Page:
Examples of projects from our group
Experiments designed for the visually impaired student
The NASAL project transforms chemistry laboratory instruction from an eyesight dependent experience into a multi-sensorial approach that allow students with visual difficulties to do science in an active and independent fashion. For example, we have shown that the dependence on color changes to monitor chemical reactions can be shifted to engage other senses such as the sense of smell when studying chemical principles in olfactory titrations. The sensorial experiments we develop exploit the senses of smell, touch, and hearing to make qualitative and quantitative chemical determinations while familiarizing all students with chemical techniques.
Design of demonstrations and resources for upper-level courses
A focus on developing demonstration tools and practical interventions to promote understanding of abstract concepts encountered in upper level chemistry courses permeates throughout various projects. For example, the development of physical models to study group theory aim to teach students new learning approaches to apply to their inorganic coursework. Studies on knowledge integration in biochemistry involved the development of models to probe student understanding of macromolecular structure.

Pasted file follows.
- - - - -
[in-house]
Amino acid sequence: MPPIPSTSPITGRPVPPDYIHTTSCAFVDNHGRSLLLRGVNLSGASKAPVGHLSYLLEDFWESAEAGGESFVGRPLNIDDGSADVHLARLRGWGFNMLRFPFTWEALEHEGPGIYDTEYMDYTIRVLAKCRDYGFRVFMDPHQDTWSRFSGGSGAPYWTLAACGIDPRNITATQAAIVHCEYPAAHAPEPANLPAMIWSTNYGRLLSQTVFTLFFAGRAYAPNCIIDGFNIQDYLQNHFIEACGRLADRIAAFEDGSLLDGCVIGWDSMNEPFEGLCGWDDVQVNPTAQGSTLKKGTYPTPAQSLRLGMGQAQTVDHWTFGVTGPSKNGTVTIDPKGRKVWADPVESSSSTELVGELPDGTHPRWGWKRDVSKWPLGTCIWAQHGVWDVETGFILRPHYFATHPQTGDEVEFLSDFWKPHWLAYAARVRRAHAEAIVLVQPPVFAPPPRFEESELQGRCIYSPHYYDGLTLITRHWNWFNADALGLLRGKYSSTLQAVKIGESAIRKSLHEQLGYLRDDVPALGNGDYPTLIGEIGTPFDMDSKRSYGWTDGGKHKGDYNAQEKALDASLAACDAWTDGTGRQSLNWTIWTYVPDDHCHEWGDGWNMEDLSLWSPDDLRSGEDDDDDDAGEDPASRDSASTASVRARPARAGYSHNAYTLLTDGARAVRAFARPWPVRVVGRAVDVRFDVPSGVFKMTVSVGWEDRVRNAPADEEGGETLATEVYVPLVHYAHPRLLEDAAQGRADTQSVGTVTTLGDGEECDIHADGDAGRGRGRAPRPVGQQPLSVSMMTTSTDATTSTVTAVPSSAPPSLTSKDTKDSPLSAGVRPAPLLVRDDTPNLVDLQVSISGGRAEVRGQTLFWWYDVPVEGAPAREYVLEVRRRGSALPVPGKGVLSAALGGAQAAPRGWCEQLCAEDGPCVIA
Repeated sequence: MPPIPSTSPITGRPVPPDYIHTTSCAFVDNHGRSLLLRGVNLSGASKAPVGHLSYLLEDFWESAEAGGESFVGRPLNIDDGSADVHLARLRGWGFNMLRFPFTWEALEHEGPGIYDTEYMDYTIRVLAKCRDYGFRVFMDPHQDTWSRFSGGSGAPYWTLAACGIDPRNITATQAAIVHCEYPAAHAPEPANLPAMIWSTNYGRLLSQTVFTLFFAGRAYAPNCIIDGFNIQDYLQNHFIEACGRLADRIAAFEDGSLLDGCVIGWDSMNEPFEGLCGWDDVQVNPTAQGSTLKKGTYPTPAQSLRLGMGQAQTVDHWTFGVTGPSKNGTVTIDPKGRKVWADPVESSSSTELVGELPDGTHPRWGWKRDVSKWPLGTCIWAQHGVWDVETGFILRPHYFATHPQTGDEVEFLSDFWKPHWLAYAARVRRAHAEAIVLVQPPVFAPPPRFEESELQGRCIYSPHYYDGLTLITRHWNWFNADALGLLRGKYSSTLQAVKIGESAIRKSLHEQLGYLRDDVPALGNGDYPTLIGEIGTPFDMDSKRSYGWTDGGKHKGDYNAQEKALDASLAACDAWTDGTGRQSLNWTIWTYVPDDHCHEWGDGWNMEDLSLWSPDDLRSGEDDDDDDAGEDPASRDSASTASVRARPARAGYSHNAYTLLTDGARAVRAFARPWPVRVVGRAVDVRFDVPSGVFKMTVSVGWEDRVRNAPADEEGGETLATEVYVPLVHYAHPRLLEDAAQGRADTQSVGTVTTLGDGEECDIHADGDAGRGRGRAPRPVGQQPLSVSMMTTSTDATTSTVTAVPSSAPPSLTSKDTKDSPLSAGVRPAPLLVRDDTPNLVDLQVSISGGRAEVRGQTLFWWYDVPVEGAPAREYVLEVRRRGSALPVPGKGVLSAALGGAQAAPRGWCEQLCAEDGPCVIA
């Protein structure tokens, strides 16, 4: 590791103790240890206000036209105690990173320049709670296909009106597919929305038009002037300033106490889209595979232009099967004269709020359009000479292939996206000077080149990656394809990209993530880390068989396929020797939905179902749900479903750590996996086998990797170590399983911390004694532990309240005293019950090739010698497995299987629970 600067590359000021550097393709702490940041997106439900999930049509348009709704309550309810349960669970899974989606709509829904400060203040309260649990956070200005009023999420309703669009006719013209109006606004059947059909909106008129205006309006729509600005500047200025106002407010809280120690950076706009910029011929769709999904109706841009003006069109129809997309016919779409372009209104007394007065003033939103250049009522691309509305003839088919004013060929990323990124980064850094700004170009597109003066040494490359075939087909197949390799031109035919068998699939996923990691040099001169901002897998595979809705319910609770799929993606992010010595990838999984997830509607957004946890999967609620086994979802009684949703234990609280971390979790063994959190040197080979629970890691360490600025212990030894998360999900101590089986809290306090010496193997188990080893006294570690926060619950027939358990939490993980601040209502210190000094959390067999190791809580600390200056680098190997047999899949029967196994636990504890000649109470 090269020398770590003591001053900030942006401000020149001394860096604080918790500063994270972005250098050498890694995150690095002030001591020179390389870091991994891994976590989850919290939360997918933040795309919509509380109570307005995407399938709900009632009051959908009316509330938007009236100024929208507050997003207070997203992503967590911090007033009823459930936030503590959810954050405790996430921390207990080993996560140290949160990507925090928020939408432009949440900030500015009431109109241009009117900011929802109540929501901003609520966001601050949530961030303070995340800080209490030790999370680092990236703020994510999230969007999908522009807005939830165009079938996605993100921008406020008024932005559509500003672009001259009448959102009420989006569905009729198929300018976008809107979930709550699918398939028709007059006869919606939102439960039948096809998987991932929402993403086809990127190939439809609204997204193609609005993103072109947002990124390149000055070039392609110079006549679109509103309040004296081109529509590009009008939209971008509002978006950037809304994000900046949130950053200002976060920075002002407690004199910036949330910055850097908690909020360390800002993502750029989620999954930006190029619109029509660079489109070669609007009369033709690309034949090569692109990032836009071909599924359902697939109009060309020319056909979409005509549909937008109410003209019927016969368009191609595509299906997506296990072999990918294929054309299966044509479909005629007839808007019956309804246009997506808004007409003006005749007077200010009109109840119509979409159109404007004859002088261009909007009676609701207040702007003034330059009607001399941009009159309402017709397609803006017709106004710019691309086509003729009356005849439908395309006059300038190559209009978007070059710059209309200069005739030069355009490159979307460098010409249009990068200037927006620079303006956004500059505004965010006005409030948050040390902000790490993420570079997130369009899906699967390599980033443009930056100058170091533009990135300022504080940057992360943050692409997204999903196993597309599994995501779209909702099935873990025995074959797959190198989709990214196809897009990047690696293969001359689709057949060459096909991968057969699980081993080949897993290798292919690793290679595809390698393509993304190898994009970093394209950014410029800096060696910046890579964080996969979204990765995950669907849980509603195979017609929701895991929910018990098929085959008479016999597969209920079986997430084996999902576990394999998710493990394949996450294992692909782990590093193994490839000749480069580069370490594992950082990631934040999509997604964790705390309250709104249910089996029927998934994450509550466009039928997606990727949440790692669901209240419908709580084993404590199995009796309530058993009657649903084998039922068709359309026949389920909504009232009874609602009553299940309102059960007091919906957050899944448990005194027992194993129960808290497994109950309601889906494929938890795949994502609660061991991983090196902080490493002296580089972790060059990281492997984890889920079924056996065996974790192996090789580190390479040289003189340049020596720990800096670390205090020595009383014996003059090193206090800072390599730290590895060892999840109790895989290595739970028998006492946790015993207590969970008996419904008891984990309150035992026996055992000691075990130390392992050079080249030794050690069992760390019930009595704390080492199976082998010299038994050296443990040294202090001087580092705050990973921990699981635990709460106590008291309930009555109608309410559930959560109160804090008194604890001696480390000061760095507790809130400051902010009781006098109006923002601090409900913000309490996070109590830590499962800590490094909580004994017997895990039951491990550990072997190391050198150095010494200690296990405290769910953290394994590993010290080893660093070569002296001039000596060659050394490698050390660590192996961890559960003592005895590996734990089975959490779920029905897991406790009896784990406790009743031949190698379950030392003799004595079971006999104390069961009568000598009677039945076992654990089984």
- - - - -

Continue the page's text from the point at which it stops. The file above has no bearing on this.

Experiments to introduce nanoscience techniques into the undergraduate laboratories
This project involves the design of experimental procedures to expose undergraduate students to advances in nanoscience in order to promote understanding of nano-scale concepts. We are interested in modifying research protocols for undergraduate laboratories by eliminating the use of highly hazardous chemicals, reducing the experimentation time to fit laboratory time constraints, utilizing readily available instrumentation, and promoting conceptual understanding of the empirical research. An analogy framework proved valuable in connecting core physical chemical concepts to those at the nanoscale.
Innovative approaches to chemistry instruction
The Concept Advancements through Chemistry Laboratory-Lecture, cAcL2, project has produced over 100 general chemistry activities as resources to be used in any hands-on, activity-based instruction. These activities have been used in the SCALE-UP format and studies have shown positive gains in students’ performance and attitudes when compared to traditional instruction. All activities can be downloaded from http://scaleup.ncsu.edu.
Promotion of visualization skills
We started with the development of a tool to assess visual-perceptual skills in students within a chemistry specific context and now we are focusing on the promotion of such skills via instructional pathways that include the development of interventions and models aimed at promoting these skills.
Technology to enhance learning
A feasibility study to explore the use of immersive environments for chemistry instruction sparked our interests in areas such as the development of editable/customized materials for instructors and virtual reality programs. Virtual platforms add new affordances to instructional resources such as our development of the H NMR MoleculAR application (available to download for free).